Multisensory integration of letters : beneficial effect of an incidental multisensory learning for teenagers with intellectual disabilities

Multisensory integration of letters : beneficial effect of an incidental multisensory learning for teenagers with intellectual disabilities

First Author: Mr. Arthur Boisson -- Université Lyon 2
Additional authors/chairs: 
Annie Magnan; Rémy Versace; Lionel Brunel; Gerald Bussy; Hélène Labat
Keywords: Word reading, Intellectual Disability, Learning Efficiency, Letter knowledge, Training study
Abstract / Summary:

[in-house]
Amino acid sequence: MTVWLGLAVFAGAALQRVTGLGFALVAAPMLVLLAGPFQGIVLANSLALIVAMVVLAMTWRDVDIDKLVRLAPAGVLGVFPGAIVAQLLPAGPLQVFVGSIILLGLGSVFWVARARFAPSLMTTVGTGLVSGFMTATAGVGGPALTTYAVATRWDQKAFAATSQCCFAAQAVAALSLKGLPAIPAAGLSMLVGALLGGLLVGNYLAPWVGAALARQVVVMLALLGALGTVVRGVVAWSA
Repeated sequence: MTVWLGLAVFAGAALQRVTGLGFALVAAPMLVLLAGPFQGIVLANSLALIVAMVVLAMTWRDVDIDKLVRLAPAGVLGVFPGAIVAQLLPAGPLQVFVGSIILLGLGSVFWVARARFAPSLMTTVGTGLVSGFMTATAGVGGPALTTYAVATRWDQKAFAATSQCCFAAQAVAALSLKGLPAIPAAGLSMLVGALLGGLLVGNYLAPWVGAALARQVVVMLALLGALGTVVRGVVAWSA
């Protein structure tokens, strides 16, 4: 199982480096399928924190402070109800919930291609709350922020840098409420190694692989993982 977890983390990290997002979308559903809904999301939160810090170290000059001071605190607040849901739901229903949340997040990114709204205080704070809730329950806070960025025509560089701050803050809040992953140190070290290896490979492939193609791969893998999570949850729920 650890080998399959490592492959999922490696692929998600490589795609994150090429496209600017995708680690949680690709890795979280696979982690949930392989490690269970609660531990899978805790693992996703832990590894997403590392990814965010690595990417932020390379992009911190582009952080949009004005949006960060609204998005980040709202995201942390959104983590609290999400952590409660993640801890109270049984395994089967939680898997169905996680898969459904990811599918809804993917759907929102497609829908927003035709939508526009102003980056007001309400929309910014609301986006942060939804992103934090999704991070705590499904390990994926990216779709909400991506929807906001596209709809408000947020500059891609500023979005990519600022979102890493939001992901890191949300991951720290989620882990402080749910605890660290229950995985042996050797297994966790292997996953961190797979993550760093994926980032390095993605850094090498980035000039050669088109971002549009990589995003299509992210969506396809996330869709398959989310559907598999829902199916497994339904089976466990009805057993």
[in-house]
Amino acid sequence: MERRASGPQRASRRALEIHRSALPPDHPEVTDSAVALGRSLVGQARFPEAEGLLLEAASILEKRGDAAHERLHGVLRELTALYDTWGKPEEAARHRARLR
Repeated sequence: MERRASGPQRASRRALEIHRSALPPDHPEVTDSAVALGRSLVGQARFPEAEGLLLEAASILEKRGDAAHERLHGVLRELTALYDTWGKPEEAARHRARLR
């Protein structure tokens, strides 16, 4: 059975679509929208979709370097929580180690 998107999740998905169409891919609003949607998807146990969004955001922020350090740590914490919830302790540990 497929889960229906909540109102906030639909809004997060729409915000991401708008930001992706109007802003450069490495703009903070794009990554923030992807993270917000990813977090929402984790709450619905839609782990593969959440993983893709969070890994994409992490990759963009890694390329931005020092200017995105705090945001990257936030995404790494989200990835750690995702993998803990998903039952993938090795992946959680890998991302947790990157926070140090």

According to a recent study, 29.3% of students with intellectual disabilities (ID) do not read, 6.8% read at a logographic stage, 31.9% at an alphabetic and 32% at an orthographic level (Ratz & Lenhard, 2013). Phonological decoding trainings have been successful in improving reading skills in samples with ID (Baylis & Snowling, 2012; Burgoyne et al., 2012). However, few studies investigated specific trainings like multisensory explorations. This study aimed at evaluating the incidental multisensory learning effect on letter knowledge and pseudoword decoding with adolescents with ID. Fourteen students ID with unspecified etiology. were tested before and after training on two tasks : a grapho-phonemic judgment task and a pseudoword decoding task. Two matched groups were formed : a Control group (C, Visual exploration of letters) and a Visuo-Haptic group (VH, multisensory exploration). Trainings were fully incidental : participants were exposed on a computer to letter-sounds correspondences without any explicit instructions. Eight letters (ib/p/k/g/t/d/f/v) were trained in 5 training sessions of 30 mn each. We predict a decrease between the pre-and the post-test for the group VH in both tasks. The pattern of results would suggest that a computer-based incidental multisensory training constitute a good teaching method, particularly in the case of ID students. These results will be compared with those of 5-years old typically developing children (Labat et al., 2015) and explained within the framework of a memory model called Act-In (Activation-Integration) according to which a multisensory learning leads to an enhanced distinctiveness of memory traces (Versace et al., 2014).